Isabella Beeton (1836-1865)

The VV always imaged the author of Mrs Beeton's Book of Household Management to be some middle-aged, crinolined dragon who bustled around a steaming range, her cast iron ringlets trembling as she waved a wooden spoon in the air - simultaneously jotting down recipes.

It was quite a surprise to discover that the woman who penned this great tome of domestic advice did so between the ages of 21 and 25, and with very little expertise. Her first recipe for a Victoria sponge cake made no mention of using eggs!

In fact, when Isabella  married Samuel Beeton, a publisher of books and magazines, she had no desire to stay at home, preferring to commute to Fleet Street each day where she worked as a journalist on The Englishwoman's Domestic Magazine, translating French novels to serialise -and doing a marvellous cut and paste job of compiling other people's recipes and hints to produce a regular supplement.

Ever the entrepeneur, Samuel published his wife's work as a book, the original version of which boasted 1,112 pages. There were 900 recipes, many with lavish colour engravings. There were reams of instructions regarding the well-run family house, with information for the Mistress, Housekeeper and Cook, the Kitchen-Maid and Butler, the Footman, the Coachman, the Valet, the Upper and Under House-Maids, the Lady's Maid etc etc. And, should you be lost for Sanitary, Medical or Legal advice, Mrs Beeton had something to say on it all, not to forget fashion and childcare, animal husbandry, the use of poisons, science and religion - everything pertaining to the ideal family home and its comforts.

She even discussed the selection of friends, warning of gossips, who should be avoided as a pestilence. But then, Isabella had good cause to be wary of wagging tongues.

Professionally, she accomplished a great deal. Privately, her marriage to Samuel appeared as an ideal of romance - albeit somewhat progressive. They had known each other since childhood, both being raised in Milk Street, in the London area if Cheapside where their mothers had been firm friends, a relationship that continued even when the families moved apart, resulting in the couple's later reintroduction.
Samuel Orchart Beeton (1831-1877)

But, like many other young men at the time, the undoubtedly attractive Samuel was a regular client of prostitutes - and like many young Victorian brides, Isabella received the honeymoon gift of being infected with syphillis. The disease led to tragic consequences - all of which could have been prevented today by the use of antibiotics.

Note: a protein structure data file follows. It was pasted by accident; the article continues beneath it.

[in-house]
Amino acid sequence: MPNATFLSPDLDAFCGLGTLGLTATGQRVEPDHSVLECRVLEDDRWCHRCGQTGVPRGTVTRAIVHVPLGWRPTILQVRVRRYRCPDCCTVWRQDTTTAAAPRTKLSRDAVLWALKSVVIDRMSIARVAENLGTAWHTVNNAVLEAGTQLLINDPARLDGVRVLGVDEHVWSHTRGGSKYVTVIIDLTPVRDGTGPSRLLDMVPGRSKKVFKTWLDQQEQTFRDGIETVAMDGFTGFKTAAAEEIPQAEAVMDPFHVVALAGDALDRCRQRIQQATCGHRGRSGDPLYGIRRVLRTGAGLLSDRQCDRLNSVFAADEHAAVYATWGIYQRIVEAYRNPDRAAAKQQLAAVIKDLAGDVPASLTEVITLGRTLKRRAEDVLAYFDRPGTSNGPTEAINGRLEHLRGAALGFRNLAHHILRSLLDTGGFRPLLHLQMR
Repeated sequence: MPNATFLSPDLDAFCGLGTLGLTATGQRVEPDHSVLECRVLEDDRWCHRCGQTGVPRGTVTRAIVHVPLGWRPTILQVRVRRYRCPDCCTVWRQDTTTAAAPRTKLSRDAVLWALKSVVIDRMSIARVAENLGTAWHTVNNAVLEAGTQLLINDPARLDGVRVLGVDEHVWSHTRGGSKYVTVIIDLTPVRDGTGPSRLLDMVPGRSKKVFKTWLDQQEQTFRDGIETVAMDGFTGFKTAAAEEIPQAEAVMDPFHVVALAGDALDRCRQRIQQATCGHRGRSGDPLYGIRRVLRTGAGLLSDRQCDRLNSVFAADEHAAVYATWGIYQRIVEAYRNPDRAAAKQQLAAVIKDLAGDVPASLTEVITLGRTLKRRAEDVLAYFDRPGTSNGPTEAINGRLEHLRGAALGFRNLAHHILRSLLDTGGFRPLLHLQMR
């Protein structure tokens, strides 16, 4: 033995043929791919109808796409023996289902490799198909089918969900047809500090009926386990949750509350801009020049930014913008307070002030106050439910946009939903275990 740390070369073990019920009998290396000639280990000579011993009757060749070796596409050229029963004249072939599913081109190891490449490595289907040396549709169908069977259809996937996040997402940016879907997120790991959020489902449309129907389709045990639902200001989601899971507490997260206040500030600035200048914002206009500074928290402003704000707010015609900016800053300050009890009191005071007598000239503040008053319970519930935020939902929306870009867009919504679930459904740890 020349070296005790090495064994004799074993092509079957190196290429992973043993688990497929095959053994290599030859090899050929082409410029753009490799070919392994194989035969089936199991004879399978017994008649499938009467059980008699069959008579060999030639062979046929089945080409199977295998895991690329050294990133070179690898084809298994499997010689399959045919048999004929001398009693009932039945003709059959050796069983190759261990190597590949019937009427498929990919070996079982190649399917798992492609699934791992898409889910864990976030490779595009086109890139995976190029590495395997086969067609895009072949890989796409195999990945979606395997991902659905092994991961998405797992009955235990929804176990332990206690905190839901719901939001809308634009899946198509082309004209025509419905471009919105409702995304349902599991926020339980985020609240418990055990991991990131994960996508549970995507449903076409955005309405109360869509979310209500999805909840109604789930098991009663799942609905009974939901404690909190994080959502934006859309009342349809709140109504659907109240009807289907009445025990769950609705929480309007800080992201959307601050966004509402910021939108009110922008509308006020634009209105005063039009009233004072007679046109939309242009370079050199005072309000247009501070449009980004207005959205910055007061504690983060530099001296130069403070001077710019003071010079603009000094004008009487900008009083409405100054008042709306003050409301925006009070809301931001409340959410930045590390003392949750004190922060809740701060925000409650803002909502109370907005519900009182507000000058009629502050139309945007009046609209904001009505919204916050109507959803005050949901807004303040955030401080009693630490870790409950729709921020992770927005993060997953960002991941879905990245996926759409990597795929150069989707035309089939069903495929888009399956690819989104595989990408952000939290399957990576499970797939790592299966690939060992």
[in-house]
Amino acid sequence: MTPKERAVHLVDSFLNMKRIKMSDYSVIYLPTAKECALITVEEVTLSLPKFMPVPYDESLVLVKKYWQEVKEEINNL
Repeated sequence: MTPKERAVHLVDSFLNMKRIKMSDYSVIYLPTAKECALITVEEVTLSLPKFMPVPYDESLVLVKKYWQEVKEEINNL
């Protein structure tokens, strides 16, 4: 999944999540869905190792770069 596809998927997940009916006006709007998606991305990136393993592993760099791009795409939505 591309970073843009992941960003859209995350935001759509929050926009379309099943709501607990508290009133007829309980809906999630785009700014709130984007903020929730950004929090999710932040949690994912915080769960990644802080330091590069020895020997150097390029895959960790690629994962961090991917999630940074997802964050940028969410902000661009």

Isabella had several miscarriages. Two of her sons died of related complications - one at 3 months and one at 3 years. Isabella died at the age of 28, following the birth of her last child, suffering from puerperal fever which was thought to have been caused by the attending doctor having failed to wash his hands.

Samuel died twelve years later at the age of 46, but not before ensuring that Mrs Beeton's myth lived on - promoting his books as the work of a middle-aged housewife, and thus creating the publishing phenomenon which is still being sold today.

For further reading, the VV recommends Kathryn Hughes' book, The Short Life and Long Times of Mrs Beeton.

The book was adapted by the BBC in the excellent dramatisation, The Secret Life of Mrs Beeton.

Anna Madeley as Isabella Beeton

The following links may also be of interest:


  1. I had forgotten about the BBC adaptation, I will have to see if I can get hold of it.

  2. Wow, I never would have thought to look into Mrs. Beeton's back story.

    One of my ambitions is to one day review some of her (more distinctly 19th century) recipes, take pictures, etc.. I think food has been too often overlooked as a lens into history--it's one of the few Victorian experiences that you can easily recreate and sample for yourself.

  3. Some of the recipes are amazing, Walter - but for all the wrong reasons. But the colour plates are lovely and all in all the advice gives a wonderful 'taste' of a certain time in history.

  4. Very interesting blog about the Victorians.
    I recently picked up a facsimile of the 1890 edition of 'The Beeton Book Of Garden Management'. The original 1860's edition was published just before her death.
    A very interesting book which continues to give sound gardening advice.

  5. I had no idea there was one a Beeton book of gardening advice. Really interesting, Mike. Thank you!